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Occupant Comfort

OCCUPANT COMFORT ZONE(S)
 
Comfort Zones. Because of high energy costs, the DPW&T Building Services Division has established temperature Comfort Zones for heating and cooling. Incooling sign the winter, the set point for heating is 69 degrees (the standard acceptable temperature range is between 68 to 74 degrees). In the summer, the set point is 76 degrees (the standard acceptable temperature range is between 75 to 78 degrees). However, for facilities that provide services to seniors, the year-round set point is 76 degrees.
 
heating signHeating and Cooling Seasons. The typical cooling season begins on April 15 and ends October 15 each year. The heating system is deferred as long as is practical after October 15 and is terminated as soon as possible prior to April 15. In addition to thermal comfort, the relative humidity, for most applications, should be between 40% and 70%, with a 65% threshold to help prevent the growth of mold. The relative humidity Comfort Zone should not be lower than about 30% (to prevent occupant discomforts such as dry eyes and throats, shrinking of wood flooring, and static electricity problems on carpet, and possible sick building syndrome symptoms) or higher than about 60% in the center of the room. The 60% level is intended to keep the relative humidity from exceeding 70% at surfaces, such as walls and floors.
 
Relative Humidity. The relative humidity at surfaces is typically higher than it is at the center of a room. When the relative humidity at surfaces is above 70%, mold growth can occur. To control microorganisms, it is best to keep relative humidity below 60% to control mold and 50% to control dust mites. The accuracy of the standard humidity range is 3/5th% to 3% (say 2%) over the established comfort zone. For libraries and archival materials, a stable temperature of no higher than 70 degrees and a relative humidity of between 30% and 60% is recommended.
 
LIGHTING STANDARDS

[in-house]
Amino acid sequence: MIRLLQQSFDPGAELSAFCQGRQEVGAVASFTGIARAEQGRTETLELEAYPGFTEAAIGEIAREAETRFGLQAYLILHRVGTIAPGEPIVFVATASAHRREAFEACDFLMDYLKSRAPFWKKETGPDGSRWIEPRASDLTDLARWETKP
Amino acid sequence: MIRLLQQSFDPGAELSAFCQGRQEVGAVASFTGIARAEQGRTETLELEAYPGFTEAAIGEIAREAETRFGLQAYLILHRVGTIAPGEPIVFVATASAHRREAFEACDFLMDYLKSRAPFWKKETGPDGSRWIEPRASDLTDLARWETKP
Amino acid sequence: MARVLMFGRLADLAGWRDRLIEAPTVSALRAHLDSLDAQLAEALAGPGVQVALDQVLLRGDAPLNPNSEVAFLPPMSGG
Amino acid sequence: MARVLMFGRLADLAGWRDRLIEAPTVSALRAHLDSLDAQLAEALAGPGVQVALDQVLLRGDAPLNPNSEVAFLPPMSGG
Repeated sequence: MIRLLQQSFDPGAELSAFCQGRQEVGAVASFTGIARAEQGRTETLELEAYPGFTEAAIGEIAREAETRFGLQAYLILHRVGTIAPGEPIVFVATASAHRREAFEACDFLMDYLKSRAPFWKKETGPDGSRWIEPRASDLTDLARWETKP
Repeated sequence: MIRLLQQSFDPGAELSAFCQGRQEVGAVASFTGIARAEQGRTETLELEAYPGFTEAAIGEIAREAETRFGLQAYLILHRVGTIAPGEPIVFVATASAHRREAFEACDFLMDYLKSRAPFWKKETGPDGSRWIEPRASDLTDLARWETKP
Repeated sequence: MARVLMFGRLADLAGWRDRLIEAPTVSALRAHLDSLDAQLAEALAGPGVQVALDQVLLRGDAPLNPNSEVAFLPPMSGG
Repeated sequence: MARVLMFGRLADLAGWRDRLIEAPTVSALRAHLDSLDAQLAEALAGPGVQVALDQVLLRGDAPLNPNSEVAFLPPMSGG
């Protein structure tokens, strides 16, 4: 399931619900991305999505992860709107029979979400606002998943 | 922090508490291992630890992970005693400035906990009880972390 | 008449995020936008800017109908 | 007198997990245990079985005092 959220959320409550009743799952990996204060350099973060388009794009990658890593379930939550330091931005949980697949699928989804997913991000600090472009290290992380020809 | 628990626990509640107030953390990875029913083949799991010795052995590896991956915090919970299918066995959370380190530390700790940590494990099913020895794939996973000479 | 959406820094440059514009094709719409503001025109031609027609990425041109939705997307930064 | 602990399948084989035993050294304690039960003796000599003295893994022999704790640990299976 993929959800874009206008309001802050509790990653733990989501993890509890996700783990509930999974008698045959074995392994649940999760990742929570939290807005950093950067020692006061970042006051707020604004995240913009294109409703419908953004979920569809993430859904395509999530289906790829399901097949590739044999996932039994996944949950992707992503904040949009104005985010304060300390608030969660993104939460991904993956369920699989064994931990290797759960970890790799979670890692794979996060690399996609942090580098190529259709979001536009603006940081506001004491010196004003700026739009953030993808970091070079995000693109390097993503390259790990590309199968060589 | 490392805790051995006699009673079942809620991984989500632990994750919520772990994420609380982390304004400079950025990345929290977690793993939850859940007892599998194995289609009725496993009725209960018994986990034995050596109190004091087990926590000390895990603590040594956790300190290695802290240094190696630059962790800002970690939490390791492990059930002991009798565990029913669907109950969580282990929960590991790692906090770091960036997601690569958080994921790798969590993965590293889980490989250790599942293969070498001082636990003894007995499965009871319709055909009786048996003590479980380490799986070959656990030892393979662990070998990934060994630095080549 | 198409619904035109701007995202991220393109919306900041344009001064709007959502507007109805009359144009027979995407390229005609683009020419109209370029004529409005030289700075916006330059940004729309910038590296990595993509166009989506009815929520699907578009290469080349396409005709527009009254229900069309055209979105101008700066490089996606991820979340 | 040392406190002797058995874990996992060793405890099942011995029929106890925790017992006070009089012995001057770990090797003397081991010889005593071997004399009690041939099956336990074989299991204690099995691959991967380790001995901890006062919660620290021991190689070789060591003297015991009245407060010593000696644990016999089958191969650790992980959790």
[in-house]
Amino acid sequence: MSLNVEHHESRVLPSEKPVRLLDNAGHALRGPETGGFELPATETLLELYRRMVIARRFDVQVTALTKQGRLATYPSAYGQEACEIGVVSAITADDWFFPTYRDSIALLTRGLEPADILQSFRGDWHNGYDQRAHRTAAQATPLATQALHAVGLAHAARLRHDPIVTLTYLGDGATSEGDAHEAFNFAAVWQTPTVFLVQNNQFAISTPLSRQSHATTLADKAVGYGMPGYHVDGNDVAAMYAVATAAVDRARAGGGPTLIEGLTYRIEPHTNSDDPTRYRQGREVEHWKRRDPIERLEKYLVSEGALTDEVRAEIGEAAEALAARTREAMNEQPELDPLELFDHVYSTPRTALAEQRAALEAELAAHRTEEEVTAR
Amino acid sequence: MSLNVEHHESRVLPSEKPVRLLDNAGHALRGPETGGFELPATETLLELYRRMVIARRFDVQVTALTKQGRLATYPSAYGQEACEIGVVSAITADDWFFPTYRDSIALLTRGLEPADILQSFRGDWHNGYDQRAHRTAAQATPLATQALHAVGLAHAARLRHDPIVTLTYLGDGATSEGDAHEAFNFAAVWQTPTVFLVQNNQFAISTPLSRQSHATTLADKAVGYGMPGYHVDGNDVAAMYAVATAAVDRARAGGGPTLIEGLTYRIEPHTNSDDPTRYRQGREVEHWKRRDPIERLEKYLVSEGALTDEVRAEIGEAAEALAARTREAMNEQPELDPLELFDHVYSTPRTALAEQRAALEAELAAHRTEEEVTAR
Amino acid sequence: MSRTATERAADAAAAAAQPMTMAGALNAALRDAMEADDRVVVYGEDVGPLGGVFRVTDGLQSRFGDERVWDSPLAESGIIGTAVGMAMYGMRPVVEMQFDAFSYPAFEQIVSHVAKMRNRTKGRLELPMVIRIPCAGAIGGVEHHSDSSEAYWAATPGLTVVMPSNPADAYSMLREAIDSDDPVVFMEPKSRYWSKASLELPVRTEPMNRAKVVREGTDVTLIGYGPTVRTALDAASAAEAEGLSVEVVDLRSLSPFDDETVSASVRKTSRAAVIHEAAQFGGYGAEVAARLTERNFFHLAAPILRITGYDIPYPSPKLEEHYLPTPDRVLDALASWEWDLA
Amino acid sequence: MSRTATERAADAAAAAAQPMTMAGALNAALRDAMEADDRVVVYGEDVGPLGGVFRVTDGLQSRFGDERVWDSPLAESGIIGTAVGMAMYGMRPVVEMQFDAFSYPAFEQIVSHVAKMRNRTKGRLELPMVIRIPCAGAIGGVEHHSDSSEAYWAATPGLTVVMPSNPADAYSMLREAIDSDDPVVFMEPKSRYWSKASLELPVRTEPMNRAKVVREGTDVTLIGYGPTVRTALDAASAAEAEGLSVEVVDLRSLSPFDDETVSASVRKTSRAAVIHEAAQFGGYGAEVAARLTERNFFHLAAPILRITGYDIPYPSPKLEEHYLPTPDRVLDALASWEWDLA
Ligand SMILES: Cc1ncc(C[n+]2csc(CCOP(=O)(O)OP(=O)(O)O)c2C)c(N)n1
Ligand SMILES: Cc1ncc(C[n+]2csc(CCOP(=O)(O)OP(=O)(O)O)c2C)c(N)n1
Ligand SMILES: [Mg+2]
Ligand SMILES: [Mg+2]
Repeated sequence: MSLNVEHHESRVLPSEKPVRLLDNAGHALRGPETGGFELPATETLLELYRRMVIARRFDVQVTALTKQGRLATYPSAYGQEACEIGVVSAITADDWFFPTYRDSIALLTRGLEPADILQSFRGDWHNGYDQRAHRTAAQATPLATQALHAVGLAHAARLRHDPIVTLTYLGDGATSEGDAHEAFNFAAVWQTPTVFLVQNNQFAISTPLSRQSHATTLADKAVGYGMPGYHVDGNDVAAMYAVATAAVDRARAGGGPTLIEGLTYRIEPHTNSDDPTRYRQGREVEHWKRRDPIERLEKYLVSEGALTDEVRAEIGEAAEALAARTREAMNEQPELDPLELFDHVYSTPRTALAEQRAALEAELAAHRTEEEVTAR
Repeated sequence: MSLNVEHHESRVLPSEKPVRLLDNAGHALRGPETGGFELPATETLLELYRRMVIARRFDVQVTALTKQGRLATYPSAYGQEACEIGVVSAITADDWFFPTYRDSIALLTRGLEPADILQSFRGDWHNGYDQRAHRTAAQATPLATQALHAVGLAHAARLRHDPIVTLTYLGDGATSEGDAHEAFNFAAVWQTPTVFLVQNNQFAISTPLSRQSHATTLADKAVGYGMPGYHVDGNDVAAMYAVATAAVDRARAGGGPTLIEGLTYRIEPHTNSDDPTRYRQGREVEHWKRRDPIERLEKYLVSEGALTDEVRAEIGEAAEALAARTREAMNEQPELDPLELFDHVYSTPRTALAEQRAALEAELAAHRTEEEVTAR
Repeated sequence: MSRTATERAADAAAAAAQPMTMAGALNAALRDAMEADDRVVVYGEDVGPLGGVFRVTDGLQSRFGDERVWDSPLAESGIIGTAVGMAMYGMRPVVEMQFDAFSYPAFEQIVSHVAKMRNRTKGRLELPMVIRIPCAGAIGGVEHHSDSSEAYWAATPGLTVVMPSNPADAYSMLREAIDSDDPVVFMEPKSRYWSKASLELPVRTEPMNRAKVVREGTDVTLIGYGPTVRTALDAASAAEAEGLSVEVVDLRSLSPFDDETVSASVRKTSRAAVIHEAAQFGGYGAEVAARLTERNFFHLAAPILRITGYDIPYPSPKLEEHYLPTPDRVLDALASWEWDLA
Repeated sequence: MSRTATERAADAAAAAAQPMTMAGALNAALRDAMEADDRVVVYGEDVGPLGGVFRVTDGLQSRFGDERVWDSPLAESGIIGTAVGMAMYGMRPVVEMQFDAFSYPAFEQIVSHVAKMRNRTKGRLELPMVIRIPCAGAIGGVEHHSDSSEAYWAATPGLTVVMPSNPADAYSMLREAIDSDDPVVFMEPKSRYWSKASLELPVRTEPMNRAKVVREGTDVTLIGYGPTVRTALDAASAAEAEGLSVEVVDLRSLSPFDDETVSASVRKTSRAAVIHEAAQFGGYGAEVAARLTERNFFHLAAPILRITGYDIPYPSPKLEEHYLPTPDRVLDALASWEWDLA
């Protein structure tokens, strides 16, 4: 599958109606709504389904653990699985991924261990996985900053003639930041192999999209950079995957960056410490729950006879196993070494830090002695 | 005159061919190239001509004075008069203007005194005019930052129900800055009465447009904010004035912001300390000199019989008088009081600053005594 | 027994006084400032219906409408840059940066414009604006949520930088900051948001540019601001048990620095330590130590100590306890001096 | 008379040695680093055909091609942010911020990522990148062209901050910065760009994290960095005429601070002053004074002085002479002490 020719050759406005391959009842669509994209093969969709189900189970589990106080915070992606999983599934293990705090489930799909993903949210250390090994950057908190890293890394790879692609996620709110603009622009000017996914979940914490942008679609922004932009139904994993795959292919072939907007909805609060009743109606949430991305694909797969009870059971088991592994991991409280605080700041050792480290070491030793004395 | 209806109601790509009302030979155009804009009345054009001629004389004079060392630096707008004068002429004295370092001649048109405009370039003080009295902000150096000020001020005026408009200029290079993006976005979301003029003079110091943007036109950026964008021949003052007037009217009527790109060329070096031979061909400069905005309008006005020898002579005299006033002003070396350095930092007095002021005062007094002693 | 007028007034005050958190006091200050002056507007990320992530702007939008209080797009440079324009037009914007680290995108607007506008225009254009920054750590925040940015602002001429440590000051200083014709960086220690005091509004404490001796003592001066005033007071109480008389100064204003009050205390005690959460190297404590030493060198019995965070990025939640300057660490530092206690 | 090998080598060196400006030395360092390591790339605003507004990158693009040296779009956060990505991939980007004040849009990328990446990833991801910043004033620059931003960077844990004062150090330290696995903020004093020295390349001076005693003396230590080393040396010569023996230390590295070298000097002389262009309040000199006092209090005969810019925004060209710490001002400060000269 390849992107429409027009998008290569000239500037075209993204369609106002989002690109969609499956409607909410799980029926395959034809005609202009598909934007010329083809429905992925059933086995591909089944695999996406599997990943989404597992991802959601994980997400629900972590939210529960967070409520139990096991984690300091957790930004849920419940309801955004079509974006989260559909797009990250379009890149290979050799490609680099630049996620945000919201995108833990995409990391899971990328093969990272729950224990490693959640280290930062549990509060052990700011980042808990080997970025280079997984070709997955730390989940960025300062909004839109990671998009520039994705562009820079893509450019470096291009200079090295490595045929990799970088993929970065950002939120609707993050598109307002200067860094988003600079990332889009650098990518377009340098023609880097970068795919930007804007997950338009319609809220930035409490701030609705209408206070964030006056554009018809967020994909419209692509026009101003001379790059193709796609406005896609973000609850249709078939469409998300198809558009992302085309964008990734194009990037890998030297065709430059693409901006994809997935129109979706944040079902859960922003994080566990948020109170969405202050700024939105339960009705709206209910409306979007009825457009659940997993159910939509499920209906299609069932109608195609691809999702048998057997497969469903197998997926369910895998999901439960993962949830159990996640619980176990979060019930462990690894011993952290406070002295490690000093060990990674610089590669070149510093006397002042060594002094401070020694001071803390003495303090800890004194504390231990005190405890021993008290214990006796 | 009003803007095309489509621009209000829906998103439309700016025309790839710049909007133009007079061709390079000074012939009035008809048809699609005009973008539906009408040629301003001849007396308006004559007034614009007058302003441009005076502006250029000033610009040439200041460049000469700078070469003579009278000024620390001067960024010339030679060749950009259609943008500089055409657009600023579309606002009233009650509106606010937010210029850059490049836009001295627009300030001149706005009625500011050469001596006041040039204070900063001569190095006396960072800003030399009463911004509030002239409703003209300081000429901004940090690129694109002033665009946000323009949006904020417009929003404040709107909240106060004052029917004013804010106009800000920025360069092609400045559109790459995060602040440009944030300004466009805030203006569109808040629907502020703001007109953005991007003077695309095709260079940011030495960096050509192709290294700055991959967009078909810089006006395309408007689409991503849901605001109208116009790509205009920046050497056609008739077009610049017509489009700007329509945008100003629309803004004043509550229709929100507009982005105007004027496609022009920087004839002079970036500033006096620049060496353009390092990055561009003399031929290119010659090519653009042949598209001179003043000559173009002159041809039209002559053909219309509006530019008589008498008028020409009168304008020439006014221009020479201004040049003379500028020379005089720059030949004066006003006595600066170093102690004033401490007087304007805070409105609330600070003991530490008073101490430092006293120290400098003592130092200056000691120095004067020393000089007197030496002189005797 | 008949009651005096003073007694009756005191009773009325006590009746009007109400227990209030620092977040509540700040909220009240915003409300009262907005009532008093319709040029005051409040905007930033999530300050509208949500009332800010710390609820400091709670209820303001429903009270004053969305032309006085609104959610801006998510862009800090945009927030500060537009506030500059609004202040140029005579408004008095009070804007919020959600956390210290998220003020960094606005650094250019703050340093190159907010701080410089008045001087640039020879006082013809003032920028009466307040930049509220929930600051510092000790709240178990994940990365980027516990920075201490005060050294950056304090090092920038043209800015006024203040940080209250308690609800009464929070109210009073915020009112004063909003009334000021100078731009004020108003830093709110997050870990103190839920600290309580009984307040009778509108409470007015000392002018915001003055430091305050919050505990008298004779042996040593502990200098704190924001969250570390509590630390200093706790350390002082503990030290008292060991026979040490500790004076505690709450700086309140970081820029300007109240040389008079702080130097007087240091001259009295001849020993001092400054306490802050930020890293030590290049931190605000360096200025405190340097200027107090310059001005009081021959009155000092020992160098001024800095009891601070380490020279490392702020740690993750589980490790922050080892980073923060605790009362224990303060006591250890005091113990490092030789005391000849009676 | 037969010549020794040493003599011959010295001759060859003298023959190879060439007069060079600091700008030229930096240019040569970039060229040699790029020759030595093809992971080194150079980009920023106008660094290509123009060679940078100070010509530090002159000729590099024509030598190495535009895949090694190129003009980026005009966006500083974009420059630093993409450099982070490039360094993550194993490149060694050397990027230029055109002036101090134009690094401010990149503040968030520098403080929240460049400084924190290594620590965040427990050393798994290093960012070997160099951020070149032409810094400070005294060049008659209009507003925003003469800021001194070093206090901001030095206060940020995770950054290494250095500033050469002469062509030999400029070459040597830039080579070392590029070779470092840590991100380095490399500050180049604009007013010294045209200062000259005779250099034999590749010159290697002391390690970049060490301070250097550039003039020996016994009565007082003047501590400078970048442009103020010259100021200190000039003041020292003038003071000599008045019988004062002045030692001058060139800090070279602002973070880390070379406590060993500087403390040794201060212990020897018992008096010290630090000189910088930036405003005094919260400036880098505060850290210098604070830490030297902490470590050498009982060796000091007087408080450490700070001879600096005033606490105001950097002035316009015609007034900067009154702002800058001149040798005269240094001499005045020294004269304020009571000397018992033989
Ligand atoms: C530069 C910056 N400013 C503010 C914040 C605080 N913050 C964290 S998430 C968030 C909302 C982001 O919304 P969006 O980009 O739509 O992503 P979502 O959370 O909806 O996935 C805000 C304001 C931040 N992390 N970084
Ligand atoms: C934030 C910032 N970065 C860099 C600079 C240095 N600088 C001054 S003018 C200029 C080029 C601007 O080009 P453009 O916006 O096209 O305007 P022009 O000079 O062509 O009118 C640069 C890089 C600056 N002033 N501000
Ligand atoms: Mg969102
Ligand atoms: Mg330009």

Because of increasing energy costs, Building Services has adopted the following lighting (illumination) standards after review of the recommendations provided by the Illuminating Engineering Society of North America. In 2005, a heavy duty light meter was purchased to assist building services personnel in periodically checking minimum lighting levels known as foot-candles (fc).   

 Type of Activity

IL luminance (fc)

Typical Applications

 

Source: Illuminating Engineering Society of North America

Figure 10.25

Application

Foot-candles (fc)

Building Exteriors

  Entrances (active)
  Entrances (inactive)
  Critical Areas

  

5
1
5

Building & Monuments

  Bright Surroundings, Light Surfaces
  Bright Surroundings, Dark Surfaces
  Dark Surroundings, Light Surfaces
  Dark Surroundings, Dark Surfaces

 

15
50
5
20 

Bulletin Boards & Signs

  Bright Surroundings, Light Surfaces
  Bright Surroundings, Dark Surfaces
  Dark Surroundings, Light Surfaces
  Dark Surroundings, Dark Surfaces
  Loading Docks

 

50
100
20
50
20

Parking Facilities

  Open, Low Activity
  Open, High Activity
  Covered, General Parking
  Covered Ramps
  Covered, Entrances

 

0.5
2
5
10
50 

Roadways
 


 

Storage Yards

  Active
  Inactive

 

20
 1

Walkways

  General
  Stairways

 

0.5
4.0

Source: Illuminating Engineering Society of North America

Figure 10.27